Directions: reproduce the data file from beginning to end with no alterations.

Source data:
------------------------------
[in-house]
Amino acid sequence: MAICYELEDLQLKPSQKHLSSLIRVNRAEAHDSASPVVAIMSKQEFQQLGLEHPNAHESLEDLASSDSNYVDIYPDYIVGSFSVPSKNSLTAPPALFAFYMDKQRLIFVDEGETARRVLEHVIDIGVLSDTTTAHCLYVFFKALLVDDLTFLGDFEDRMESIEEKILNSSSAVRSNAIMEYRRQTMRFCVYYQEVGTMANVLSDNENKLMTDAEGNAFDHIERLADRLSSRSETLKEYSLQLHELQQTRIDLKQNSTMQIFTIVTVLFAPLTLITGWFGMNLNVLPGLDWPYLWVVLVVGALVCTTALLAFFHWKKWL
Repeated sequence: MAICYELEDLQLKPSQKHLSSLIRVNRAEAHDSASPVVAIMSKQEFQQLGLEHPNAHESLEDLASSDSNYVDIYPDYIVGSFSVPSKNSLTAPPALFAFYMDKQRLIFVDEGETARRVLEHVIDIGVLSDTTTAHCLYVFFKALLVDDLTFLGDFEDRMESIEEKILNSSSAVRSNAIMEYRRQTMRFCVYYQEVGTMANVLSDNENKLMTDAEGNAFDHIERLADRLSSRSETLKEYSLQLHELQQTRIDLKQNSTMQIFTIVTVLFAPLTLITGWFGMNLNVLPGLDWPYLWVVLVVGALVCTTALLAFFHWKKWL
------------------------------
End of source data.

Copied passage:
[in-house]
Amino acid sequence: MAICYELEDLQLKPSQKHLSSLIRVNRAEAHDSASPVVAIMSKQEFQQLGLEHPNAHESLEDLASSDSNYVDIYPDYIVGSFSVPSKNSLTAPPALFAFYMDKQRLIFVDEGETARRVLEHVIDIGVLSDTTTAHCLYVFFKALLVDDLTFLGDFEDRMESIEEKILNSSSAVRSNAIMEYRRQTMRFCVYYQEVGTMANVLSDNENKLMTDAEGNAFDHIERLADRLSSRSETLKEYSLQLHELQQTRIDLKQNSTMQIFTIVTVLFAPLTLITGWFGMNLNVLPGLDWPYLWVVLVVGALVCTTALLAFFHWKKWL
Repeated sequence: MAICYELEDLQLKPSQKHLSSLIRVNRAEAHDSASPVVAIMSKQEFQQLGLEHPNAHESLEDLASSDSNYVDIYPDYIVGSFSVPSKNSLTAPPALFAFYMDKQRLIFVDEGETARRVLEHVIDIGVLSDTTTAHCLYVFFKALLVDDLTFLGDFEDRMESIEEKILNSSSAVRSNAIMEYRRQTMRFCVYYQEVGTMANVLSDNENKLMTDAEGNAFDHIERLADRLSSRSETLKEYSLQLHELQQTRIDLKQNSTMQIFTIVTVLFAPLTLITGWFGMNLNVLPGLDWPYLWVVLVVGALVCTTALLAFFHWKKWL